James Patterson Essay

455 Words2 Pages
In the last lines of the introduction, James Patterson “As an Artist, Banksy is a Failure”, states “Ultimately, he must decide to show his face or to abandon street art altogether.” I disagree with this statement as Banksy is especially well known for being anonymous, you can mention his tagging pseudonyms or see his signature style and people will undoubtedly recognize it, but is there anyone who can tell you what he looks like? Banksy has good reasons for anonymity because some of his work is equated with vandalism on several occasions, and many have called for his prosecution and so staying hidden in the shadows is the best way to dodge this, ultimately granting the title of vandalism to his work. Patterson also states that “to continue working means to fail, since he will become more popular and successful.” What Patterson is saying…show more content…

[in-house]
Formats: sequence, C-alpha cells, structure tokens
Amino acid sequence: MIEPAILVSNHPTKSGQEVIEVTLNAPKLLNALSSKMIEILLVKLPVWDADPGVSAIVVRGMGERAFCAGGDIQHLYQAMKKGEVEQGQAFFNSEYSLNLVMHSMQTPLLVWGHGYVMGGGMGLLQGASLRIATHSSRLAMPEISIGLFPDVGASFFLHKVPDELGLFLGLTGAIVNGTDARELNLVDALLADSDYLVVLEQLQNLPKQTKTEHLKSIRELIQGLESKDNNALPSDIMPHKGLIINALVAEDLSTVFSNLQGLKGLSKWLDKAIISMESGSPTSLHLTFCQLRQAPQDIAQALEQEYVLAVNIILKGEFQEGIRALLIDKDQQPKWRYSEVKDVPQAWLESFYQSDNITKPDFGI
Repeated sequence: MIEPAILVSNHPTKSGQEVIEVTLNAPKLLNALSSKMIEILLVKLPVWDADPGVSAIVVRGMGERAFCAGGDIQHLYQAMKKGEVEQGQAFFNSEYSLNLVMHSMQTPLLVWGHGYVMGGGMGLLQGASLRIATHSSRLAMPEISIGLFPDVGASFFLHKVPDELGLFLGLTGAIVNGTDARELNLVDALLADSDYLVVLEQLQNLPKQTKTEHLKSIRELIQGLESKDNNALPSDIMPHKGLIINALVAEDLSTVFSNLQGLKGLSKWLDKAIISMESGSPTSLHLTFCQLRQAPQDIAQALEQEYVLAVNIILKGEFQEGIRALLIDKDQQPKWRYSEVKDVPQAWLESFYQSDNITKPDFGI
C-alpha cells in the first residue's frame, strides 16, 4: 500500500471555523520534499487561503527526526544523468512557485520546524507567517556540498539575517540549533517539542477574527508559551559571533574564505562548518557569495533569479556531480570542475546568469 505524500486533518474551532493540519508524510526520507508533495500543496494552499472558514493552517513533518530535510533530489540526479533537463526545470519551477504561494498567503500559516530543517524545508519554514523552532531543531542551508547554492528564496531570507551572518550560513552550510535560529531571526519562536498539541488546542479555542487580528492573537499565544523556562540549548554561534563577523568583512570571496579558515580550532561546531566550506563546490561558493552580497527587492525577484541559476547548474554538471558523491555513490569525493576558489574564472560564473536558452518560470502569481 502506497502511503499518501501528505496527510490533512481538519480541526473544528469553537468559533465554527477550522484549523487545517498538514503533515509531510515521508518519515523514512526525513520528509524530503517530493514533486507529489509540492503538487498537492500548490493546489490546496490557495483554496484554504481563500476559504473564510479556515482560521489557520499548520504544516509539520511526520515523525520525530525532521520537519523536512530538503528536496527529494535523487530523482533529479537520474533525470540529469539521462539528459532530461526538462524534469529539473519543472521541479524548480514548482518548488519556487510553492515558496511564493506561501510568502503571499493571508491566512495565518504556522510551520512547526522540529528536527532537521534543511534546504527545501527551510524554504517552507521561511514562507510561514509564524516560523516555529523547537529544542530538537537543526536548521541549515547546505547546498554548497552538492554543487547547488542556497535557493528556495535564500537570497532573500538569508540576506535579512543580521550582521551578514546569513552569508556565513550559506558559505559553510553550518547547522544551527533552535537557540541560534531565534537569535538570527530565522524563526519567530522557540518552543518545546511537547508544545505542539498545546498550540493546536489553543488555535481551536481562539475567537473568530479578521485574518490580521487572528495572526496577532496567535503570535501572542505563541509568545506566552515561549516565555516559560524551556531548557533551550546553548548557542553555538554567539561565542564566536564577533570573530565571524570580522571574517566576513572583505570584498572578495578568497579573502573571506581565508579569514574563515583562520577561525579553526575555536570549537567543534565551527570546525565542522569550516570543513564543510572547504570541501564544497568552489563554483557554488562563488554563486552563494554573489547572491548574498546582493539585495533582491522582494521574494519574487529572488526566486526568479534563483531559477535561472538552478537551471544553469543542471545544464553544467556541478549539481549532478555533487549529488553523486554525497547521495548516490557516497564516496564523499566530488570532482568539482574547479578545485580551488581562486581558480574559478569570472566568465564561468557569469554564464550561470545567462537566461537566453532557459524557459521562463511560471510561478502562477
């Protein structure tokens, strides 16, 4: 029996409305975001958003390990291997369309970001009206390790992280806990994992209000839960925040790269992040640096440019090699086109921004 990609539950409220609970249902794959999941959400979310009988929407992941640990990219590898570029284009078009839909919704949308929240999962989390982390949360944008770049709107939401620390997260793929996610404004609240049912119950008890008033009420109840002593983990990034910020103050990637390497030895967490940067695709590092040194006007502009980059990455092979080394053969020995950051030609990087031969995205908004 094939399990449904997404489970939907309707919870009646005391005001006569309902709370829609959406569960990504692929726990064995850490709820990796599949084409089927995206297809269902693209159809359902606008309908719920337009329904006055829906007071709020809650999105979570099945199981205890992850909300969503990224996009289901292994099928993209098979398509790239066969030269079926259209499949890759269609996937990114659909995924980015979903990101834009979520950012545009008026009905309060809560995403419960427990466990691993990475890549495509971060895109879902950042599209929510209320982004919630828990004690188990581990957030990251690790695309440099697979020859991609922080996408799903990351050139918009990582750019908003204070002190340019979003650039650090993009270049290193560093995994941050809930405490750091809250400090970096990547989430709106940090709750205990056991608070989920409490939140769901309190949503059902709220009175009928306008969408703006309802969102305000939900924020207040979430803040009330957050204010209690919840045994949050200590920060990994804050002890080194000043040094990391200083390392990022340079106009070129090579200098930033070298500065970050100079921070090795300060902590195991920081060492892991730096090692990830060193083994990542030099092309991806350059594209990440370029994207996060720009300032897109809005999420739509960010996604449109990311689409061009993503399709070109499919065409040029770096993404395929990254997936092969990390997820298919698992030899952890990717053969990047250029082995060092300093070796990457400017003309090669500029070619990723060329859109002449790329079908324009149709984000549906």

Banksy himself says “We're not supposed to be embraced in that way. When you look at how society rewards so many of the wrong people, it's hard not to view financial reimbursement as a badge of self-serving mediocrity." This comment aligns with part of Patterson’s statement, but he still regards Banksy as a vandal. When discussing the reasons why Banksy could never succeed, Patterson makes a bold claim; “Every second Banksy lives, he fails, and never could really succeed. His place on the vanguard was an illusion.” Patterson fails to suggest why Banksy isn’t “on the vanguard”, as Banksy in my opinion is at the forefront of the street artist movement. It can be assumed that this is simply prejudice. Street artists are not seen as equal citizens in society, but seen as outlaws, rebels and vandals. Patterson’s criticism seems subject to bias on this inequality, because in my opinion I believe that Banksy is on the vanguard in his own way as he is at the forefront in the street art
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